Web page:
To avoid worsening dehydration, it is important to maintain consistent hydration, i.e. close to 1.5 L of water per day. Read more about moderate dehydration symptoms.

 Moderate dehydration symptoms

Dehydration is related through certain specific signs, in particular:

  • less need to urinate;
  • The absence of tears;
  • Dry tongue, dry lips and skin;
  • A “grayish” skin;
  • A depression of the fontanel (soft part of the infant’s skull);

Diarrhea s, vomiting, are the most demonstrative signs.

The diarrhea’s linked to a state of dehydration are common in children and infants. In addition, they are generally scarce and of short duration. In any other case, it must be considered with care, in order to avoid any more serious consequences.

Other symptoms can also accompany this diarrhea state: fever, loss of appetite, nausea, vomiting, stomach aches or abdominal cramps.

The presence of blood in the stool is evidence of severe dehydration; this is the most alarming condition. Read more about moderate dehydration symptoms.

In the elderly, symptoms of atypical dehydration moderate dehydration symptoms

In the elderly, the feeling of thirst is often delayed and not very marked, which the cause of often severe dehydration is. It is necessary to think of beginner dehydration in the presence of:

  • Loss of appetite;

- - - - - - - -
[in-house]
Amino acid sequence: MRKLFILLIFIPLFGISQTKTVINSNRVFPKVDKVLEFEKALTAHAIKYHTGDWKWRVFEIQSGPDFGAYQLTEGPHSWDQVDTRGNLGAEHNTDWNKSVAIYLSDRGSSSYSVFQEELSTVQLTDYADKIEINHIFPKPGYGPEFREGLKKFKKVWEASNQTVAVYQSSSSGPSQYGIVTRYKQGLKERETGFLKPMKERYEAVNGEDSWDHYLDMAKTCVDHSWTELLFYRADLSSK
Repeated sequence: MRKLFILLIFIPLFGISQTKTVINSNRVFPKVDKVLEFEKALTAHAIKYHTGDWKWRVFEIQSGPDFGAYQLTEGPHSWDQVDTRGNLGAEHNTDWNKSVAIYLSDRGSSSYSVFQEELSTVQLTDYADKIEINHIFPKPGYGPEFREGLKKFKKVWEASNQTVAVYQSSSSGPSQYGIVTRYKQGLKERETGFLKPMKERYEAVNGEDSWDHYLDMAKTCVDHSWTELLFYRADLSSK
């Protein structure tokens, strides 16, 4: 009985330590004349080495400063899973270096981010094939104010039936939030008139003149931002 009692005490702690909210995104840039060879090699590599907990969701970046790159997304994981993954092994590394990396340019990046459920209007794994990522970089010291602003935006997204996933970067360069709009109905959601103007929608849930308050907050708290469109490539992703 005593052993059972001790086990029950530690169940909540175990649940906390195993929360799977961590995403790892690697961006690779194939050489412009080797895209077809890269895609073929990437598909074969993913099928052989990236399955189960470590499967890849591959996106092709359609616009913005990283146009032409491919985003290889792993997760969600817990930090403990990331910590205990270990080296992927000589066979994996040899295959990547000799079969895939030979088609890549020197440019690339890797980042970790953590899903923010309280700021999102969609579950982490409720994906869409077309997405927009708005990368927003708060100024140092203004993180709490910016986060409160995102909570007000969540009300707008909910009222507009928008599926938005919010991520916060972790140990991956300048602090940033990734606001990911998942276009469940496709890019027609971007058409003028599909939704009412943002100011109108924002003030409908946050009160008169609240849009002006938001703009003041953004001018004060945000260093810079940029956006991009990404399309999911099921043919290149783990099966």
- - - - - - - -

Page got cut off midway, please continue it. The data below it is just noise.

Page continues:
• A tiredness unusual;
  • A drowsiness unusual;
  • A little fever …
  • If dehydration is not compensated for quickly by getting enough water, it can get worse quickly. Read more about moderate dehydration symptoms.

In Infants under Two Years of Age, Specific Symptoms Of Dehydration

In infants, water loss can be very rapid, leading to weight loss of 10 or even 15%. It is necessary to be vigilant and especially before the age of 6 months because the fragility of the infant is maximum at this age.

It is therefore important to know the signs of infant dehydration and to see your doctor immediately if you’re infant:

  • Is unusually listless and sleeps a lot;
  • Is difficult to wake up and moans;
  • Has unusual behavior;
  • Is pale and has dark circles in the eyes;
  • Breathe quickly;
  • Continues to vomit despite ingestion of oral re hydration solutions (ORS);
  • Has a weight loss of more than 5%;
  • Has depression of his fontanels located on the upper part of the skull (they mark the hollow of the finger). Read more about moderate dehydration symptoms.

Risk Factors Associated With Dehydration

The risk factors for dehydration are, of course, insufficient recommended daily hydration (about 1.5 L of water per day). But also a state of malnutrition, consumption of food and / or water contaminated with bacteria or viruses that can cause diarrhea.